Regulatory Tide Ebbs and Flows Business Groups and Conservatives Try to Stem Stronger Enforcement of Federal Regulations since End of the Reagan Era, Seeking Studies of Costs versus Benefits in Such Areas as Antitrust Activities, Food, Drugs, and Alcoholic Beverages

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A REGULATORY renaissance in the Bush administration may be slowing as the White House brings more scrutiny to bear on federal regulators.

"We are looking at ways to work more closely with the heads of various agencies to insure an overall coordination of policy," says one White House official.

The move comes after many months of complaints by business groups and conservatives who were an important part of President Bush's political coalition in 1988.

There is "a sense of regulators crawling out of the woodwork where they were hiding during the 1980s," says Dan Mitchell, a senior fellow at the Heritage Foundation - the conservative think tank in Washington that provided many of the intellectual underpinnings for federal policy during the Reagan administration.

Consumer advocates have been hailing "the bold moves" of such agencies as the Food and Drug Administration (FDA), the Federal Trade Commission (FTC), and the Bureau of Alcohol, Tobacco, and Firearms (BATF) which have all garnered many headlines for a number of recent regulatory actions. Tough legal actions

Procter & Gamble dropped the word "fresh" from the label of its Citrus Hill orange juice after the FDA on April 24 got a court order seizing a shipment because the juice itself is actually made from concentrate.

By making an example of one of the most common brand names in the American kitchen, the FDA has gotten the rest of the food industry to say: all right, things we might have done... , we won't take those chances any more, notes Peter Barton Hutt, an attorney at Covington and Burling in Washington, who served as the FDA's chief counsel during the Nixon and Ford administrations.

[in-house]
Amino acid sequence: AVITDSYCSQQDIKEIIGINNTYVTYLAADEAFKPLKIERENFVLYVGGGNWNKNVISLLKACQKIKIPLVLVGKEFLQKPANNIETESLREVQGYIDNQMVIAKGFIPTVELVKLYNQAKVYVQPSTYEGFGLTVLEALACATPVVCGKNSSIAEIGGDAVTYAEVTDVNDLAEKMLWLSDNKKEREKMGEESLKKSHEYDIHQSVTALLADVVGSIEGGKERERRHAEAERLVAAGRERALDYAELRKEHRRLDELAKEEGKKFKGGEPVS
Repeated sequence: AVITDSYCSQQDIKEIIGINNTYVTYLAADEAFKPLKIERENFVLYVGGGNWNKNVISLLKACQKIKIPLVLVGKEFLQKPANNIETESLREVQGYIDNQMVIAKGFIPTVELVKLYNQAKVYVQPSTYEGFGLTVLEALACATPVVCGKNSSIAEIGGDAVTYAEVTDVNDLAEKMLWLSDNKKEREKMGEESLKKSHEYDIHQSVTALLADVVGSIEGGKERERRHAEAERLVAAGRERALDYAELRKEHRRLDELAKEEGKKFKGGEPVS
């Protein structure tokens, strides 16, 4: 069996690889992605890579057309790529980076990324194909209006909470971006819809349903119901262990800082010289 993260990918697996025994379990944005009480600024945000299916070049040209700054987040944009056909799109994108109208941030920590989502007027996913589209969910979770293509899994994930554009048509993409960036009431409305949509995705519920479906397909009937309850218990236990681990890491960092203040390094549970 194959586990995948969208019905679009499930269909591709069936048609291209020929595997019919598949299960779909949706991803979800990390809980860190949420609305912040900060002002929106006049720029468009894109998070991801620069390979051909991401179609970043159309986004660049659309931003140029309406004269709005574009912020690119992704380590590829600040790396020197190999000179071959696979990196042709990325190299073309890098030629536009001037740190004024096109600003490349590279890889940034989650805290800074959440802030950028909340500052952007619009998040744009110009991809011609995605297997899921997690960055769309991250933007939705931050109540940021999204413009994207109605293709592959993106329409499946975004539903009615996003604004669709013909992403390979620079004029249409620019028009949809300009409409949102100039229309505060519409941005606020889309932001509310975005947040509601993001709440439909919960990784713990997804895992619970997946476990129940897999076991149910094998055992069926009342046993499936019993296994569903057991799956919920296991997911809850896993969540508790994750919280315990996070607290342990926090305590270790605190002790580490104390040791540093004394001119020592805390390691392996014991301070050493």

The Adolph Coors Brewing Company is now phasing out its commercials proclaiming that Coors Light beer "won't slow you down," after the BATF took enforcement action.

"Obviously beer contains alcohol and it does slow you down," says Bruce Silverglade, an attorney at the Center for Science in the Public Interest - a New York- based organization that has long campaigned for limits on beer, wine, and liquor advertising.

The FTC has also been stepping up its enforcement activities. This year, in separate cases against Volvo and the Louis Galoob Toy Company, the FTC not only cited the manufacturers for making misleading advertising claims, but also their ad agencies. An FTC attorney said these were the first cases in six years in which an ad agency was held responsible for the commercial speech of its clients. Record high spending

Overall, consumer advocates agree that the level of enforcement muscle in many federal agencies has, until recently, vastly increased during the Bush years.

The president's budget proposal for 1992 calls for an increase in regulatory spending to more than $13 billion which, even when adjusted for inflation, is a record high, according to a report from the Center for the Study of American Business at Washington University in St. Louis.

And with 122,400 government workers expected to be part of the regulatory bureaucracy next year, "staffing figures are now higher than they were at the end of the Carter administration," the study notes. In addition, a new law, the Americans with Disabilities Act, requires businesses to spend money to accommodate people with special needs.

This record has left many business leaders concerned that, as Jeffrey Perlman, the manager of legal and regulatory affairs at the United States Chamber of Commerce, put it: "We were going into a stage of re-regulation."

But with the new initiative at the White House to scrutinize regulatory agencies more closely, many liberals, environmentalists, and consumer advocates are now the ones complaining.

" There is a cutting back," says Joan Claybrook, the president of Ralph Nader's Public Citizen, a consumer advocacy group.

"In the beginning," she says, "President Bush didn't pay a lot of attention" to what regulators were doing. …


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